What We Do

We are interested in the evolution of cooperation. It is one of the grand puzzles of life because cooperation should be difficult to evolve by natural selection. Evolution usually favors “selfish” individuals that outcompete others, but it has nevertheless forged highly cooperative entities like social insect colonies, multicellular organisms, and the eukaryotic cell. We are interested in how cooperation and altruism evolve, with questions ranging from the genetic and molecular details of cooperation in social amoebas up to the nature of organisms. In empirical studies, we have largely shifted from work on social insects to social amoebas. This gives us the opportunity to do experimental evolution studies and to study cooperation, cheating, and kin recognition at the genetic, molecular and genomic levels. On the theoretical side, we use models derived largely from inclusive fitness theory. We are also interested in the evolution of multicellularity and genomic imprinting in social insects. Questions about cooperative interactions involve genetic relatedness, kin recognition, power asymmetries, synergistic advantages to associating, and control of exploitation. Sociality among microbes is a relatively new and exciting field.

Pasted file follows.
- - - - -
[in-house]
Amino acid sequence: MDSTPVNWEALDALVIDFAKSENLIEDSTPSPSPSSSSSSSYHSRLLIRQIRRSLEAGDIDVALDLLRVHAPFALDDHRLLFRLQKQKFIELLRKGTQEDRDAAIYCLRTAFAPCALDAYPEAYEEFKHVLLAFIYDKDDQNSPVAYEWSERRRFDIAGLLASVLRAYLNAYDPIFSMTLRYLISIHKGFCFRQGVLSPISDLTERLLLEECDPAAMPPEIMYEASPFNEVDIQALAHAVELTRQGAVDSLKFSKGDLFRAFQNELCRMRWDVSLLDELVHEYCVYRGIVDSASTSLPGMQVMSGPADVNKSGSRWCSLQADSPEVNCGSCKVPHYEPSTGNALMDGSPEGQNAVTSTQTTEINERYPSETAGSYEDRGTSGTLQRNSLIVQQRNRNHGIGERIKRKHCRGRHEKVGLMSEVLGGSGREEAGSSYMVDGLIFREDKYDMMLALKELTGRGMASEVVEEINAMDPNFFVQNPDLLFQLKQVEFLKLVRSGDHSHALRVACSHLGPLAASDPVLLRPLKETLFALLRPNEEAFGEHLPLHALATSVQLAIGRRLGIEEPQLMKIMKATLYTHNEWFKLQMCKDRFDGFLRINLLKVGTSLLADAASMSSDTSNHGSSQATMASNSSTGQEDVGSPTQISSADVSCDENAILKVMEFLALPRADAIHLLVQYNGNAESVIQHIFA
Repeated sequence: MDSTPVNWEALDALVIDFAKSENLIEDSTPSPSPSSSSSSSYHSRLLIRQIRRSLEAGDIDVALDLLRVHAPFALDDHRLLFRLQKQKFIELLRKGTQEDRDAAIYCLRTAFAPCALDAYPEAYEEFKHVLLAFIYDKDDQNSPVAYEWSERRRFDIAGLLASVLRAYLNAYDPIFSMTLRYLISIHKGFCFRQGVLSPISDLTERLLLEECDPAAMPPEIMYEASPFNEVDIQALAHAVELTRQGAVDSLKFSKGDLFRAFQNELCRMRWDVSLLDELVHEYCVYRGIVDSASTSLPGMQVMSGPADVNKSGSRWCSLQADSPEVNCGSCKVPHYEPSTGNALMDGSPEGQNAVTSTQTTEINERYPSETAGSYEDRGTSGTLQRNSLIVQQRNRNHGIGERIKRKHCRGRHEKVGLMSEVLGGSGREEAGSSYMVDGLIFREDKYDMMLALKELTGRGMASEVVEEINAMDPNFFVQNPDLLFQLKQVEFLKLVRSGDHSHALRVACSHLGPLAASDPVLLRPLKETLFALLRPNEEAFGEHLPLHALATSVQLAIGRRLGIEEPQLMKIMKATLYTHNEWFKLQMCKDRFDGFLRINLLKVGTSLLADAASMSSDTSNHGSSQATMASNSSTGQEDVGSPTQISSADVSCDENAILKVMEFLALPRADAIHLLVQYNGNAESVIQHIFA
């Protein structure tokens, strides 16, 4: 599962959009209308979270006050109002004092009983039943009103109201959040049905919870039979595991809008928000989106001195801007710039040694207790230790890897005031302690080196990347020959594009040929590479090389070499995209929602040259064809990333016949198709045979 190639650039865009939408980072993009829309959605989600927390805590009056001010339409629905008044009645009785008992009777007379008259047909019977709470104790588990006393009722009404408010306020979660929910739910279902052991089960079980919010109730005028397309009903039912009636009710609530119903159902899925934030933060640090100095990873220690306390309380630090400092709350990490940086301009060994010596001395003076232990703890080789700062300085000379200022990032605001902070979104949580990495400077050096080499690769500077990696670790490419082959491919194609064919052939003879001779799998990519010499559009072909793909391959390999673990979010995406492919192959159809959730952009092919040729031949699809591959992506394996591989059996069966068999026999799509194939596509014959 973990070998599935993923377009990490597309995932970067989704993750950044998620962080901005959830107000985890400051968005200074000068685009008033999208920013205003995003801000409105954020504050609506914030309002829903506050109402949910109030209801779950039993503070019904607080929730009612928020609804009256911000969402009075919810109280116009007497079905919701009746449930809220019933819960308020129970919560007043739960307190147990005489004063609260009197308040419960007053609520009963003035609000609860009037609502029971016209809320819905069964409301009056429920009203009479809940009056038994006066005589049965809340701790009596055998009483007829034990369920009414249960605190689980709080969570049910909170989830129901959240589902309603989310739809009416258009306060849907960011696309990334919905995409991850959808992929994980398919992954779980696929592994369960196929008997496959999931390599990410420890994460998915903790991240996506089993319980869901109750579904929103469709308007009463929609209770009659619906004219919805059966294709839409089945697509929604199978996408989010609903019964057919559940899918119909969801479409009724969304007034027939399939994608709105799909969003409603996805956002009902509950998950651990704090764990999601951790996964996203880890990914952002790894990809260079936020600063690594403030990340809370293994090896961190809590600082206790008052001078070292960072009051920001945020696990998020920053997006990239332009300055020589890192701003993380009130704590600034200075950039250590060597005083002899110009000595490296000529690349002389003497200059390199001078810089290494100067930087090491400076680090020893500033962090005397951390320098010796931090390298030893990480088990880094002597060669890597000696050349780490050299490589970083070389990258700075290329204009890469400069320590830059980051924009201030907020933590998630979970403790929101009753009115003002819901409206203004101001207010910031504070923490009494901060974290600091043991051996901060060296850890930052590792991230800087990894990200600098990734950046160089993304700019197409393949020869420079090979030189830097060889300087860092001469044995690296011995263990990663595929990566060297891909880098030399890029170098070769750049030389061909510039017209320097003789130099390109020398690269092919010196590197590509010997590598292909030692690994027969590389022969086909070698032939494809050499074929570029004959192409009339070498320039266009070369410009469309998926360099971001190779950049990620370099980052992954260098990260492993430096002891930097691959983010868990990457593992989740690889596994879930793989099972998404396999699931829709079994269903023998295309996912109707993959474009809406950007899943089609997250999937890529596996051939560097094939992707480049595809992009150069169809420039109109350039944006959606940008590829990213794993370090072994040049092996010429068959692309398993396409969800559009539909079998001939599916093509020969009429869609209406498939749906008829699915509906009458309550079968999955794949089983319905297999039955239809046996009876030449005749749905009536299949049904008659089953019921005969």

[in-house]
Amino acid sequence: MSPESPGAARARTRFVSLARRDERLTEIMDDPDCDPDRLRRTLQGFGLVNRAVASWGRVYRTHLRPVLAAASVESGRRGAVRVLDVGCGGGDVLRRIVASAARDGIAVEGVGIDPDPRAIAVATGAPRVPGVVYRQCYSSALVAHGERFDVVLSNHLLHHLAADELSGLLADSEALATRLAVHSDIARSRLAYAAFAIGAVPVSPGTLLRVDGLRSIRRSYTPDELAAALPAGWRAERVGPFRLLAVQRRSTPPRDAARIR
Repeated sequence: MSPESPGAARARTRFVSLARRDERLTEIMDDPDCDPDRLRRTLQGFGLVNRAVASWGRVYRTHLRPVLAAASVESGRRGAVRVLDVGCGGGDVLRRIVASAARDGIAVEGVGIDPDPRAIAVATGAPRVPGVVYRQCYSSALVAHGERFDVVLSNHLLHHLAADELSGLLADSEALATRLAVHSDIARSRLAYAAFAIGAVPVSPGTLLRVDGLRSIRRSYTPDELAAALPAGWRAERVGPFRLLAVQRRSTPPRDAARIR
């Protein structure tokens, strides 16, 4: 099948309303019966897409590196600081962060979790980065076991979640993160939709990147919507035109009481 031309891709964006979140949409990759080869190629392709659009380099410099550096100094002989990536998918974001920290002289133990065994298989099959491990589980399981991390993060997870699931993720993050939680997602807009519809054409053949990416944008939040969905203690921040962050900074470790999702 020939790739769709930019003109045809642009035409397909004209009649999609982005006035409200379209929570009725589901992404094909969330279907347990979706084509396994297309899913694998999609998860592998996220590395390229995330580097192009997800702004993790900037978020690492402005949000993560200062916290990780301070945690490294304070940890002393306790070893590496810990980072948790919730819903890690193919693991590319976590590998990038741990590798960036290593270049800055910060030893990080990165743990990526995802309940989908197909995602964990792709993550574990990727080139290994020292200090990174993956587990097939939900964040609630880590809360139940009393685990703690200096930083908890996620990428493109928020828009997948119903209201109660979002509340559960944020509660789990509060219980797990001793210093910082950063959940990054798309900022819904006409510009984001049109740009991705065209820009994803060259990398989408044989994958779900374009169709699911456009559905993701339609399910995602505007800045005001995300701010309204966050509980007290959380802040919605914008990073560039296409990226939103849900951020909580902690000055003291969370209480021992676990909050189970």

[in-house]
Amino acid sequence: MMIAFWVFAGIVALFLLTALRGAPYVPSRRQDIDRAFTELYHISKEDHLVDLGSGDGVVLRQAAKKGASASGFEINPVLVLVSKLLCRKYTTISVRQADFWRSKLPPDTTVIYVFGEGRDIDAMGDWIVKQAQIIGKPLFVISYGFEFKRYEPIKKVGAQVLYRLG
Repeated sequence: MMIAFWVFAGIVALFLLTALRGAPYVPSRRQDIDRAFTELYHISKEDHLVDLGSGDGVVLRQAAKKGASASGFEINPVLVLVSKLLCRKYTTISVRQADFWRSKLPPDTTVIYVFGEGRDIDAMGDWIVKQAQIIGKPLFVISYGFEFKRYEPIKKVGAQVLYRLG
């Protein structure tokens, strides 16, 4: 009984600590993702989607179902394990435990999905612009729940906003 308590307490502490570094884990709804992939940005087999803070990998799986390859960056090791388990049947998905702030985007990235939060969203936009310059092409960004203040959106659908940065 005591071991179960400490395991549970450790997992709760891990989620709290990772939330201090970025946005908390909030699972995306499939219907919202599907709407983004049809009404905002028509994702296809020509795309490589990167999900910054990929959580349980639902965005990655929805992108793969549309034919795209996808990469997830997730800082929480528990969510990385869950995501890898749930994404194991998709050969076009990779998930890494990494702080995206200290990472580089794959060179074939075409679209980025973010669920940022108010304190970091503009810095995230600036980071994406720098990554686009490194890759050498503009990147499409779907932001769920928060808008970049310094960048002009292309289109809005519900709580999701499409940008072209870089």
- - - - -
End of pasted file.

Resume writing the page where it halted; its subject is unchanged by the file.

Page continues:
We run a cooperative program in social evolution focusing on the social amoeba as a model organism. This ancient group of single-celled eukaryotes has a solitary single-celled stage, and a multicellular social stage that involves altruism. The advantage of this system for studying social traits include sequenced genomes, the ease of experimental evolution studies, single-gene experiments, field-collected clones, a new bacterial symbiosis, and an active and collaborative world-wide Dictyostelium community with annual meetings, Dictybase, and a stock center.